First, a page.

Adding fluoride to the water supplies has been called murder on a grand scale. But whether or not your town adds it to your drinking water, you’re probably ingesting this toxin every day.

You’re exposed to fluoride if you take prescription drugs like Prozac, swim in pools, or sit in hot tubs.  It’s in conventional produce like lettuce, and commercial bread and bakery products.  It may be in beverages like iced tea, wine, and beer made with municipal water, or in infant formula.  And of course it’s in toothpaste.  It may even sneak into your food from Teflon coated pots and pans.

In addition to increasing the risk of death, fluoride alsocalcifies the pineal gland and hardens the arteries.  And it increases the risk of hypothyroidism.

Minimizing your exposure to fluoride is important.  But in today’s world, this toxin is hard to avoid completely. That’s why it’s critical to detox your body from fluoride.

Iodine Flushes Out Fluoride

Cleansing your system of fluoride is not the same as getting rid of mercury or arsenic.  Fluoride is not a heavy metal.  It’s a halide in the same family as bromine and chlorine. Fluoride, bromine, chlorine, and perchlorate all bind to iodine receptors in the body and displace iodine.

Perchlorate is a man-made molecule combining oxygen and chlorine.  It’s used for rocket fuel and industrial processes and contaminates our water supplies.

According to Dr. Mark Sircus, the only effective way to detox from perchlorate, fluoride or other halides is with iodine.[1]  Chelation and other methods for heavy metal detox may not be as effective.

Loading the body with iodine displaces fluoride from cell receptors and flushes the fluoride out of the body in urine.

Your body can’t make iodine.  You have to get it from food or supplements.  And unfortunately it’s estimated that as many as 74% of Americans are deficient in this crucial element.

The best dietary source of iodine is seaweed.  Sea vegetables like wakame, nori, kombu (kelp), arame, and dulse are the richest edible sources of iodine.  Just one tablespoon of dried dulse flakes contains about 750 mcg of iodine.  The government’s daily recommended amount is about 150 mcg.

Other good iodine sources include seafood (salmon, lobster, scallops, cod and shrimp).  Cranberries, yogurt, potatoes, strawberries, and navy beans also contain iodine but in much lower amounts.

You can also find seaweed supplements like kelp tablets at most health food stores.

Iodine supplements are also widely available.  Iodoral® tablets contain 5 mg of iodine, and 7.5 mg of potassium iodide.  A typical dose is 6.25mg or 12.5 milligrams of combined iodine and iodide.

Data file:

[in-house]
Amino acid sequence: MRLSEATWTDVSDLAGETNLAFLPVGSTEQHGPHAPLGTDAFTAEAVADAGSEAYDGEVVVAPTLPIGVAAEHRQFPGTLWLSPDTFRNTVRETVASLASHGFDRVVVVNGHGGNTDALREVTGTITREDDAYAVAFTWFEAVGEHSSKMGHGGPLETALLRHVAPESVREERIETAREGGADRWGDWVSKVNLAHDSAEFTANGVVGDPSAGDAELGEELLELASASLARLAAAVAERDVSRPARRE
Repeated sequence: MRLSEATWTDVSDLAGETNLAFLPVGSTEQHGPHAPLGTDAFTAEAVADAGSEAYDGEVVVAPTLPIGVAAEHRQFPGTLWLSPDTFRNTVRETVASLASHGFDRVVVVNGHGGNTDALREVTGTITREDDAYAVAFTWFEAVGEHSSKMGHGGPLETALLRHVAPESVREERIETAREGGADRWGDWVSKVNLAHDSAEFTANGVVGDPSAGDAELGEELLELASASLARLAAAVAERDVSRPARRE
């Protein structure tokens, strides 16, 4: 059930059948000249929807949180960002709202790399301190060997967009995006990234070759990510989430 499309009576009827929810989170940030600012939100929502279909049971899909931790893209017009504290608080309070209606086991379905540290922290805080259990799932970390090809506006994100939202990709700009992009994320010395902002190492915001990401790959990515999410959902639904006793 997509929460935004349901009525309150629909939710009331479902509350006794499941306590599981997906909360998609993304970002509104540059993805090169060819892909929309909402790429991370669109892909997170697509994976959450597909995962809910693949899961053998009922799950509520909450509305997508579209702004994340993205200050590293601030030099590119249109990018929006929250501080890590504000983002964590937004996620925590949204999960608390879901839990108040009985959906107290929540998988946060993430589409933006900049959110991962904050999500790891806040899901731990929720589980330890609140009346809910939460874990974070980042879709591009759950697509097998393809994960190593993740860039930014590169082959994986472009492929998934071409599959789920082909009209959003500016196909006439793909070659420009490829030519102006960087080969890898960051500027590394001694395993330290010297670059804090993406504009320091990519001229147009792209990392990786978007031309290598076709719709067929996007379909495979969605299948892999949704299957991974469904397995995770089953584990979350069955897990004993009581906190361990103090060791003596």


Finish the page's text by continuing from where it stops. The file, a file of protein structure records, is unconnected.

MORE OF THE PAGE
Detoxing from fluoride using iodine may trigger symptoms like headaches, agitation, and palpitations as fluoride is released.  To minimize those effects, it’s important to work with a natural health specialist.  According to Dr. David Brownstein in his book “Iodine: Why Your Need It, Why You Can’t Live Without It” an iodine detox should include a nutritional plan as well as unrefined sea salt, selenium, vitamin C, and a vitamin B complex.

At the same time, as with any cleanse, your liver will need additional support.  Liver cleansing foods include garlic, turmeric, flaxseeds, milk thistle, lemons, limes, and avocados.

And always drink plenty of water when detoxing.  Divide your weight by two and drink that number of ounces of fluoride-free water each day to help flush the toxins.

Even though iodine may be the best way to detox from fluoride, studies show that other methods may help reverse the damage done by fluoride in the body.

Curcumin Fights Fluoride Toxicity

In a study published in Pharmacognosy Magazine, curcumin was found to protect against the brain-damaging effects of fluoride.[2]

Other studies show curcumin, the active ingredient in the spice turmeric, also protects the kidneys against fluoride toxicity.[3]  And curcumin has been shown to prevent DNA damage from fluoride in human lymphocytes.[4]

Tamarind Moves Fluoride Out of Bones

Tamarind is an African spice commonly used in Ayurvedic medicine. In a recent randomized, diet control study, Indian researchers studied the effect of tamarind in 30 subjects living in an area with high natural fluoride levels.  After two weeks, the group supplementing with tamarind had a significant increase in fluoride excreted through their urine. The researchers concluded that tamarind mobilized fluoride from bone and carried it out in urine.

In another study, Indian schoolboys ate 10 grams of tamarind every day.  After 18 days, their excretion of fluoride was significantly increased.  The researchers concluded that tamarind could delay fluorosis by improving excretion of fluoride in the urine.

Tamarind is a tropical tree.  Its pulp, bark, and leaves can be used to make a tincture or tea.  Leaves, flowers, fruit, and seeds are used to make curries, lentils, salads, stews and soups.


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[2] Sharma C, Suhalka P, Sukhwal P, Jaiswal N, Bhatnagar M. Curcumin attenuates neurotoxicity induced by fluoride: An in vivo evidence. Pharmacognosy Magazine. 2014;10(37):61-65. doi:10.4103/0973-1296.126663.

[3] Seyed Fazel Nabavi et al, “Protective effects of curcumin against sodium fluoride-induced toxicity in rat kidneys.” Biol Trace Elem Res. 2012;145(3):369-74. Epub 2011 Sep 7. PMID: 21901432

[4] Hemlata Tiwari, Mandava V Rao, “Curcumin supplementation protects from genotoxic effects of arsenic and fluoride.” Food Chem Toxicol. 2010 Feb 17. Epub 2010 Feb 17. PMID: 20170701

Is CTA better than functional testing for diagnosing CAD?

Diagnosing new onset chest pain with computed tomographic angiograph (CTA) may be a better option for some patients with suspected coronary artery disease (CAD) than use of functional testing.